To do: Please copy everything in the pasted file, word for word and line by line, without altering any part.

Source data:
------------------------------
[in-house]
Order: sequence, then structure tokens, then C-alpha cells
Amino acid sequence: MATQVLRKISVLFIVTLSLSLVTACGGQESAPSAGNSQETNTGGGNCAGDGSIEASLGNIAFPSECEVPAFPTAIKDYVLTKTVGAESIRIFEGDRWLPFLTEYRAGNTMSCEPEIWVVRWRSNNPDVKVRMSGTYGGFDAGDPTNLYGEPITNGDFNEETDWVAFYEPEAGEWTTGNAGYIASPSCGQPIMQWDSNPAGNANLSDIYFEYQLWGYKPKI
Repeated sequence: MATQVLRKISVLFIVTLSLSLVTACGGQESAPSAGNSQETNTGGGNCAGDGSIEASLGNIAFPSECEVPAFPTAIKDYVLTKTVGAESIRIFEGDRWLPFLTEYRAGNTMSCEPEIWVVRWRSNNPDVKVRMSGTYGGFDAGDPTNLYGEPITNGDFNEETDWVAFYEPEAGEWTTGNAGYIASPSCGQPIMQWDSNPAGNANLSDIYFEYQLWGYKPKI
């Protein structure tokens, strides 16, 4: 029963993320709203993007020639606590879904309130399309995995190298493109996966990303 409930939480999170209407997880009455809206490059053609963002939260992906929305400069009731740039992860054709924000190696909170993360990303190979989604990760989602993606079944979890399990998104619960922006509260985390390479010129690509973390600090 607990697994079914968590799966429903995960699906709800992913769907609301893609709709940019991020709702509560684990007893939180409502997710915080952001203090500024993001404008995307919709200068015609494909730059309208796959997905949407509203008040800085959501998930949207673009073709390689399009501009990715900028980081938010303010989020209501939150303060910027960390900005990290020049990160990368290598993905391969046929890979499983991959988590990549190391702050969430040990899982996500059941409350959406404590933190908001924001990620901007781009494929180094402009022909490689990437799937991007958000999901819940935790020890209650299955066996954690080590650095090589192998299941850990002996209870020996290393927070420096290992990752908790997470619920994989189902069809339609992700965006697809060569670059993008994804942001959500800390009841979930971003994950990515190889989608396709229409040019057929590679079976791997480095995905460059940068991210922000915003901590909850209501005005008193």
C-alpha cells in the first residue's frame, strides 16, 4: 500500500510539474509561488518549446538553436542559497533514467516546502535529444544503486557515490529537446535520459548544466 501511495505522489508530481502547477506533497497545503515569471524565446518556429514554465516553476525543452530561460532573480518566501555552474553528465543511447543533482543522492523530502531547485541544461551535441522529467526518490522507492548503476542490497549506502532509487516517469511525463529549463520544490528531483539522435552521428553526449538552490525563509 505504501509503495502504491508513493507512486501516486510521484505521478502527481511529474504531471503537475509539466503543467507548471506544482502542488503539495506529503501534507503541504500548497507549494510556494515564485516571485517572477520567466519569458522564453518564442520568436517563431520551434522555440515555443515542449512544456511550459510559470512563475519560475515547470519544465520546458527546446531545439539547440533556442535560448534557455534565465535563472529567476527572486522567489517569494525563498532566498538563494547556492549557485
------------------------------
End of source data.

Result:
[in-house]
Order: sequence, then structure tokens, then C-alpha cells
Amino acid sequence: MATQVLRKISVLFIVTLSLSLVTACGGQESAPSAGNSQETNTGGGNCAGDGSIEASLGNIAFPSECEVPAFPTAIKDYVLTKTVGAESIRIFEGDRWLPFLTEYRAGNTMSCEPEIWVVRWRSNNPDVKVRMSGTYGGFDAGDPTNLYGEPITNGDFNEETDWVAFYEPEAGEWTTGNAGYIASPSCGQPIMQWDSNPAGNANLSDIYFEYQLWGYKPKI
Repeated sequence: MATQVLRKISVLFIVTLSLSLVTACGGQESAPSAGNSQETNTGGGNCAGDGSIEASLGNIAFPSECEVPAFPTAIKDYVLTKTVGAESIRIFEGDRWLPFLTEYRAGNTMSCEPEIWVVRWRSNNPDVKVRMSGTYGGFDAGDPTNLYGEPITNGDFNEETDWVAFYEPEAGEWTTGNAGYIASPSCGQPIMQWDSNPAGNANLSDIYFEYQLWGYKPKI
């Protein structure tokens, strides 16, 4: 029963993320709203993007020639606590879904309130399309995995190298493109996966990303 409930939480999170209407997880009455809206490059053609963002939260992906929305400069009731740039992860054709924000190696909170993360990303190979989604990760989602993606079944979890399990998104619960922006509260985390390479010129690509973390600090 607990697994079914968590799966429903995960699906709800992913769907609301893609709709940019991020709702509560684990007893939180409502997710915080952001203090500024993001404008995307919709200068015609494909730059309208796959997905949407509203008040800085959501998930949207673009073709390689399009501009990715900028980081938010303010989020209501939150303060910027960390900005990290020049990160990368290598993905391969046929890979499983991959988590990549190391702050969430040990899982996500059941409350959406404590933190908001924001990620901007781009494929180094402009022909490689990437799937991007958000999901819940935790020890209650299955066996954690080590650095090589192998299941850990002996209870020996290393927070420096290992990752908790997470619920994989189902069809339609992700965006697809060569670059993008994804942001959500800390009841979930971003994950990515190889989608396709229409040019057929590679079976791997480095995905460059940068991210922000915003901590909850209501005005008193």
C-alpha cells in the first residue's frame, strides 16, 4: 500500500510539474509561488518549446538553436542559497533514467516546502535529444544503486557515490529537446535520459548544466 501511495505522489508530481502547477506533497497545503515569471524565446518556429514554465516553476525543452530561460532573480518566501555552474553528465543511447543533482543522492523530502531547485541544461551535441522529467526518490522507492548503476542490497549506502532509487516517469511525463529549463520544490528531483539522435552521428553526449538552490525563509 505504501509503495502504491508513493507512486501516486510521484505521478502527481511529474504531471503537475509539466503543467507548471506544482502542488503539495506529503501534507503541504500548497507549494510556494515564485516571485517572477520567466519569458522564453518564442520568436517563431520551434522555440515555443515542449512544456511550459510559470512563475519560475515547470519544465520546458527546446531545439539547440533556442535560448534557455534565465535563472529567476527572486522567489517569494525563498532566498538563494547556492549557485